Wednesday, May 24, 2017


Manuel ‘Guajiro’ Mirabel     Ibrahim Ferrer     Omara Portuondo     Ruben Gonzalez    
Eliades Ochoa     Compay Segundo     Ry Cooder     Juan de Marcos Gonzalez

     The Buena Vista Social Club dates back to 1996, when a loosely connected group of veteran musicians were brought together in Havana rather spontaneously to record two albums by African and Cuban musicians.  The African musicians did not arrive because of visa problems, but band leader Juan de Marcos Gonzalez was determined to reinstate music from Cuba’s golden age of the 1940’s and 1950’s.  So with Nick Gold of the UK label World Circuit and American Producer Ry Cooder, they recorded the album, Buena Vista Social Club, which, despite their modest aspirations, became the biggest-selling Cuban album (more than 8 million albums) in history after it was released in 1997. 

     De Marcos had located and assembled old-timers pianist Ruben Gonzalez, singer Ibrahim Ferrer, guitarist and singer Eliades Ochoa, singer Omara Portuondo (their “leading lady”), and singer Compay Segundo.  They would be joined by contemporary artists of note, such as bassist Orlando ‘Cachaito’ Lopez, trumpeter Manual ‘guajiro’ Mirabal, and laoud player Barbarito Torres.  Ry Cooder was so jubilant after the recordings, he swore it to be “the best thing I was ever involved in.”  He went on to say, “These are the greatest musicians alive on the planet today.  In my experience Cuban musicians are unique.  The organization of the musical group is perfectly understood.  There is no ego, no jockeying for position so they have evolved the perfect ensemble concept.”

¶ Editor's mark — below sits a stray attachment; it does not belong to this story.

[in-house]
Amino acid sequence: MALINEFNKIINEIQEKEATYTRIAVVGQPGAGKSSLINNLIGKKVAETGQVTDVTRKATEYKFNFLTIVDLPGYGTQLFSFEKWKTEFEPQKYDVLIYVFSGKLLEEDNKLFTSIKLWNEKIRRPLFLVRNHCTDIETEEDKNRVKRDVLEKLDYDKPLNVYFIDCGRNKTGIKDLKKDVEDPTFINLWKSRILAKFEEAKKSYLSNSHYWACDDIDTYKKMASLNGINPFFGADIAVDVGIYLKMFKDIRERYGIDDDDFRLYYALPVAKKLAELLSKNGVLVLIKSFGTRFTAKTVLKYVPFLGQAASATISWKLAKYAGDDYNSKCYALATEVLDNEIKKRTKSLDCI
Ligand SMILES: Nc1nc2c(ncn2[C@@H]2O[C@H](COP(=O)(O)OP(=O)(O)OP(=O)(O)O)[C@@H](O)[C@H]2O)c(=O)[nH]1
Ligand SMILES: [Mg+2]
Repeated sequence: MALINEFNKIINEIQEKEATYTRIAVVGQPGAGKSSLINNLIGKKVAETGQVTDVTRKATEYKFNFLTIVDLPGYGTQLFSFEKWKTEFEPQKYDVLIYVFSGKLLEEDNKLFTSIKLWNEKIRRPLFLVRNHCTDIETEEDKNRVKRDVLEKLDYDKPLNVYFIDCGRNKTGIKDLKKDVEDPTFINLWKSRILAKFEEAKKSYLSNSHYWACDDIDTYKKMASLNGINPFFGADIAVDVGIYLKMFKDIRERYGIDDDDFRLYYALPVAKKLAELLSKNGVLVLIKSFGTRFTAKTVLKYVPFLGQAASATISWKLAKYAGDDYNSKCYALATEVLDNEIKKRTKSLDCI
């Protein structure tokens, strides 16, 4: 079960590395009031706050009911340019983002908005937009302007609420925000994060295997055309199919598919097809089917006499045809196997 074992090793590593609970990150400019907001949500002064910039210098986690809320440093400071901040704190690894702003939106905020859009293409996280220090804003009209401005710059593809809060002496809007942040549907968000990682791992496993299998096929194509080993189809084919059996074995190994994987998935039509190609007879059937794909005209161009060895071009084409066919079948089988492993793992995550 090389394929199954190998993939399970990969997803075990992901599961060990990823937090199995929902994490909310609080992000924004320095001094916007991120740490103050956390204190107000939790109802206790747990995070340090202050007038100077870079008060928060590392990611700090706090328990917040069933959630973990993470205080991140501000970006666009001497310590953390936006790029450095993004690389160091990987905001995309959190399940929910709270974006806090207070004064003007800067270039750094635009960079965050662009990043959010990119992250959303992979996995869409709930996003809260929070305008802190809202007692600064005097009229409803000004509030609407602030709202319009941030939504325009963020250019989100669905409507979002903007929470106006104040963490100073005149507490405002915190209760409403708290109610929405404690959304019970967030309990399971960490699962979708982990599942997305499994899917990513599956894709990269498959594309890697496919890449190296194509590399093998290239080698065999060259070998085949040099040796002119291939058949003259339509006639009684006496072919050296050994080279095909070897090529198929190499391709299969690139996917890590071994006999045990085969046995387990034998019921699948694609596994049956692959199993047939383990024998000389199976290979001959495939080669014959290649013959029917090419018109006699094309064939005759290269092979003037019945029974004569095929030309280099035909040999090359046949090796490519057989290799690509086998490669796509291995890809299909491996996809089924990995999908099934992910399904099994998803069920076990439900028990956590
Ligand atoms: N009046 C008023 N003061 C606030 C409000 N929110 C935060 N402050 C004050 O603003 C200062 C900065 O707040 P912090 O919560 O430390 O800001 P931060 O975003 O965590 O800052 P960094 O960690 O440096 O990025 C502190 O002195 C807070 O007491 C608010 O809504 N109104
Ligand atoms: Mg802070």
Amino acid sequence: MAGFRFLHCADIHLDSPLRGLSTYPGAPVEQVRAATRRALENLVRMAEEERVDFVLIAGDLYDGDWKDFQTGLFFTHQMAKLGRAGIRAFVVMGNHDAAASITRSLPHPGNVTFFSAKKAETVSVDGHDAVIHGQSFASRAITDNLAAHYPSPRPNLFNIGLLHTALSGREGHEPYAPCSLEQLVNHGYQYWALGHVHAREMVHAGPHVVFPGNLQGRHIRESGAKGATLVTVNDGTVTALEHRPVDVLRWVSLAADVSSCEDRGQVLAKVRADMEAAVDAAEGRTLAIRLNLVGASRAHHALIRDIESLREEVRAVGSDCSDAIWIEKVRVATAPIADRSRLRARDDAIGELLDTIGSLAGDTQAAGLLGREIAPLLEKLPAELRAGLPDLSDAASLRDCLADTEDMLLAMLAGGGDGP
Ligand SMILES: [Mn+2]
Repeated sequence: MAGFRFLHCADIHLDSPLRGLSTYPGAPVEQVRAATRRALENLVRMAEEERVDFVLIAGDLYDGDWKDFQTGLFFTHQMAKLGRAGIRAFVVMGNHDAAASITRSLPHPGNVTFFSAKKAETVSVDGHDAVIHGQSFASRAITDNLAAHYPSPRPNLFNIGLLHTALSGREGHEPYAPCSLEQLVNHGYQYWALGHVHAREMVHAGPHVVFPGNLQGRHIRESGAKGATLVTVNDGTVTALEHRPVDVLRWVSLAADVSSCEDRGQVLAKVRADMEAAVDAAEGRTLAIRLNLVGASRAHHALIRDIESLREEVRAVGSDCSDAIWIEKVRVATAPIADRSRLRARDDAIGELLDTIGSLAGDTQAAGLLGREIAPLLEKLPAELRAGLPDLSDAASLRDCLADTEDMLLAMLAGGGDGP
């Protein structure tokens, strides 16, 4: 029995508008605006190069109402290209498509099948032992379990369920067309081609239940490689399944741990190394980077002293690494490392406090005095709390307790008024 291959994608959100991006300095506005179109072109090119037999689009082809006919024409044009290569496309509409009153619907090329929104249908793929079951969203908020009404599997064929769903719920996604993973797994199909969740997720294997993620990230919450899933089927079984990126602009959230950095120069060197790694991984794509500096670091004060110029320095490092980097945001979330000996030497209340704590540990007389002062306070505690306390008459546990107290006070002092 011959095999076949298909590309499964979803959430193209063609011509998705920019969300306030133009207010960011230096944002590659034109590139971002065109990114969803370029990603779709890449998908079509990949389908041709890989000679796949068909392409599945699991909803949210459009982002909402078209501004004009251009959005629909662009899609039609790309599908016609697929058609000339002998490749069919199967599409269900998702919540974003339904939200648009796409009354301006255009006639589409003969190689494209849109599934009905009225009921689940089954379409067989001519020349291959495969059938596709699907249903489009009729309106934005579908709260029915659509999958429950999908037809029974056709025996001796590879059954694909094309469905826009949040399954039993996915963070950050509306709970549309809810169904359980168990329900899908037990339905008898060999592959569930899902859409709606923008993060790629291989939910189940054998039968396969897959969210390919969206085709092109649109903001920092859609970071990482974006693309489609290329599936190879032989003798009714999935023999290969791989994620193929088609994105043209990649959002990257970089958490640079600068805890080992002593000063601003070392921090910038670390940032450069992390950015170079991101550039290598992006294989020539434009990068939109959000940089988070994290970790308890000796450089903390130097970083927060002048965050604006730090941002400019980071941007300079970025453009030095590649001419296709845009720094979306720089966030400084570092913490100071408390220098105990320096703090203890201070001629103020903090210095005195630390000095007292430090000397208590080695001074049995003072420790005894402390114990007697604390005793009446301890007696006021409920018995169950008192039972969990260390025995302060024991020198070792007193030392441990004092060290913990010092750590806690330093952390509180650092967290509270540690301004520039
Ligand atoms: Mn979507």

In 1999, the highly acclaimed German director Wim Wenders directed a documentary entitled Buena Vista Social Club, in which he filmed some of the original recordings, along with excerpts of their subsequent concerts in Amsterdam and New York City and interviews of musicians telling their stories. 
     Sixteen years later, we have another documentary by Lucy Walker that filmed the now-named Orquesta Buena Vista Social Club’s final tour, which lasted over a year (1998-99) and spanned four continents.  It’s a retrospective look back at the people and the music of Cuba, with clips of the original BVSC artists, as well as current performances by additional members replacing those who have died.  Early scenes are filmed in Cuba, showing the old stomping grounds and hearing the major actors reminisce about their early days and the bands they played in along the way, interspersed with clips from the past.  Then we see them on their last tour around the globe beginning with their first live concert in Amsterdam in 1998, complete with the conflicts, even up to the day before. 
      All their endeavors have been highly successful, keeping Cuban music alive and valued.    These revered artists were filled with wonder right up to the ends of their lives about how much their audiences have loved their songs.  Ry Cooder won a Grammy for his CD, Wenders’ documentary was nominated for an Academy Award, Ibrahim Ferrer was awarded three Grammies but was denied a visa to attend the ceremony in 2003, and Gonzalez, Portuondo, and Ferrer received the Order of Felix Varela, Cuba’s highest cultural honor.  Compay played his last show only two weeks before his death, and Ibrahim Ferrer’s was only four days before his death.
     After détente, the Orquesta Buena Vista Social Club was invited to play at the White House in 2015, hosted by President Obama and Vice President Biden.  They ended their tour in Havana in 2016.  As of 2017, Portuondo was still on tour at age 86.
     Walker’s documentary does not contain much information that is new, but can be praised for its highlights of the lives of dedicated musicians, for whom music is life, and for its revitalization of a beloved musical genre and the Cuban ethos and spirit.

The Cuban musical phenomenon across the years.

Grade:  Grade:  B                                    By Donna R. Copeland

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